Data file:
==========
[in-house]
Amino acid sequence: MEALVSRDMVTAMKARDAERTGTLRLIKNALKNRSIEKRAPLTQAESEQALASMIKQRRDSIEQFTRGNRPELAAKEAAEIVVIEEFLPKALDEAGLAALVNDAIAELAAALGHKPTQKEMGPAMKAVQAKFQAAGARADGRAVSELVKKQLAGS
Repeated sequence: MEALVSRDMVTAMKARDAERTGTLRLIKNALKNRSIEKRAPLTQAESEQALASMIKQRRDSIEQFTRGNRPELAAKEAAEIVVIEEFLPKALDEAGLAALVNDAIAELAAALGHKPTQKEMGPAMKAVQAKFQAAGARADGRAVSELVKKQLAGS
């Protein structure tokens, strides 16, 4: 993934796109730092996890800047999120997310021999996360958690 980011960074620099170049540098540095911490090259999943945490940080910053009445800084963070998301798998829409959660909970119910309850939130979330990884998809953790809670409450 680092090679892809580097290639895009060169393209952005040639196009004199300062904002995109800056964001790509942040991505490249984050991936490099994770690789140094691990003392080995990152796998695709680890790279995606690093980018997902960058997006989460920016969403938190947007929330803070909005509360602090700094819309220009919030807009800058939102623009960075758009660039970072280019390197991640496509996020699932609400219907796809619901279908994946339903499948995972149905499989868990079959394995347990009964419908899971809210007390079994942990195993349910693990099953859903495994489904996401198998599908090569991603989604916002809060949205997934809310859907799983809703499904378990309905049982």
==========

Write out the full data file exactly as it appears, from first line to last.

[in-house]
Amino acid sequence: MEALVSRDMVTAMKARDAERTGTLRLIKNALKNRSIEKRAPLTQAESEQALASMIKQRRDSIEQFTRGNRPELAAKEAAEIVVIEEFLPKALDEAGLAALVNDAIAELAAALGHKPTQKEMGPAMKAVQAKFQAAGARADGRAVSELVKKQLAGS
Repeated sequence: MEALVSRDMVTAMKARDAERTGTLRLIKNALKNRSIEKRAPLTQAESEQALASMIKQRRDSIEQFTRGNRPELAAKEAAEIVVIEEFLPKALDEAGLAALVNDAIAELAAALGHKPTQKEMGPAMKAVQAKFQAAGARADGRAVSELVKKQLAGS
């Protein structure tokens, strides 16, 4: 993934796109730092996890800047999120997310021999996360958690 980011960074620099170049540098540095911490090259999943945490940080910053009445800084963070998301798998829409959660909970119910309850939130979330990884998809953790809670409450 680092090679892809580097290639895009060169393209952005040639196009004199300062904002995109800056964001790509942040991505490249984050991936490099994770690789140094691990003392080995990152796998695709680890790279995606690093980018997902960058997006989460920016969403938190947007929330803070909005509360602090700094819309220009919030807009800058939102623009960075758009660039970072280019390197991640496509996020699932609400219907796809619901279908994946339903499948995972149905499989868990079959394995347990009964419908899971809210007390079994942990195993349910693990099953859903495994489904996401198998599908090569991603989604916002809060949205997934809310859907799983809703499904378990309905049982």